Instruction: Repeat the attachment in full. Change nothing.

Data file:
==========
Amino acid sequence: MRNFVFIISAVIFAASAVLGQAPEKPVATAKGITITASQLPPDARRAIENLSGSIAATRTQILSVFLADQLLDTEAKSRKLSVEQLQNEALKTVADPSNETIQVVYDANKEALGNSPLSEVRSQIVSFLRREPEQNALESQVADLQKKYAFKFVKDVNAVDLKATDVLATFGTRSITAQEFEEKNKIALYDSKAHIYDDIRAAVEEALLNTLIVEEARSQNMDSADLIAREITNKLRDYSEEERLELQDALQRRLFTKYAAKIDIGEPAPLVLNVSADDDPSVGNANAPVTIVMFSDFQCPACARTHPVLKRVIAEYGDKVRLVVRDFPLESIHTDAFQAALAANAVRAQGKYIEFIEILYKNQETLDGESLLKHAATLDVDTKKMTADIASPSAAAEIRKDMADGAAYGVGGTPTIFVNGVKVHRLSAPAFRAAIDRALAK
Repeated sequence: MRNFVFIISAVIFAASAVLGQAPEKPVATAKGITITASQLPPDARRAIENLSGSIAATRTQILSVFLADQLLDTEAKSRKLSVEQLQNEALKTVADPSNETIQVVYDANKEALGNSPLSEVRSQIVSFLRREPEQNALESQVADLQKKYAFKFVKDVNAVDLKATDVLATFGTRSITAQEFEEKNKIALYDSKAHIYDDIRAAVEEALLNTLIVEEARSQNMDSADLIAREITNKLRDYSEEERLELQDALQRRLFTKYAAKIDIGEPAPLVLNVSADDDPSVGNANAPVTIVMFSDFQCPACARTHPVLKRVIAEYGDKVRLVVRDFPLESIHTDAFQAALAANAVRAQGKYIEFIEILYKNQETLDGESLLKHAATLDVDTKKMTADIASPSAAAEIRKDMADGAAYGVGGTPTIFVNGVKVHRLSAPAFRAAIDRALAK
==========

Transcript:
Amino acid sequence: MRNFVFIISAVIFAASAVLGQAPEKPVATAKGITITASQLPPDARRAIENLSGSIAATRTQILSVFLADQLLDTEAKSRKLSVEQLQNEALKTVADPSNETIQVVYDANKEALGNSPLSEVRSQIVSFLRREPEQNALESQVADLQKKYAFKFVKDVNAVDLKATDVLATFGTRSITAQEFEEKNKIALYDSKAHIYDDIRAAVEEALLNTLIVEEARSQNMDSADLIAREITNKLRDYSEEERLELQDALQRRLFTKYAAKIDIGEPAPLVLNVSADDDPSVGNANAPVTIVMFSDFQCPACARTHPVLKRVIAEYGDKVRLVVRDFPLESIHTDAFQAALAANAVRAQGKYIEFIEILYKNQETLDGESLLKHAATLDVDTKKMTADIASPSAAAEIRKDMADGAAYGVGGTPTIFVNGVKVHRLSAPAFRAAIDRALAK
Repeated sequence: MRNFVFIISAVIFAASAVLGQAPEKPVATAKGITITASQLPPDARRAIENLSGSIAATRTQILSVFLADQLLDTEAKSRKLSVEQLQNEALKTVADPSNETIQVVYDANKEALGNSPLSEVRSQIVSFLRREPEQNALESQVADLQKKYAFKFVKDVNAVDLKATDVLATFGTRSITAQEFEEKNKIALYDSKAHIYDDIRAAVEEALLNTLIVEEARSQNMDSADLIAREITNKLRDYSEEERLELQDALQRRLFTKYAAKIDIGEPAPLVLNVSADDDPSVGNANAPVTIVMFSDFQCPACARTHPVLKRVIAEYGDKVRLVVRDFPLESIHTDAFQAALAANAVRAQGKYIEFIEILYKNQETLDGESLLKHAATLDVDTKKMTADIASPSAAAEIRKDMADGAAYGVGGTPTIFVNGVKVHRLSAPAFRAAIDRALAK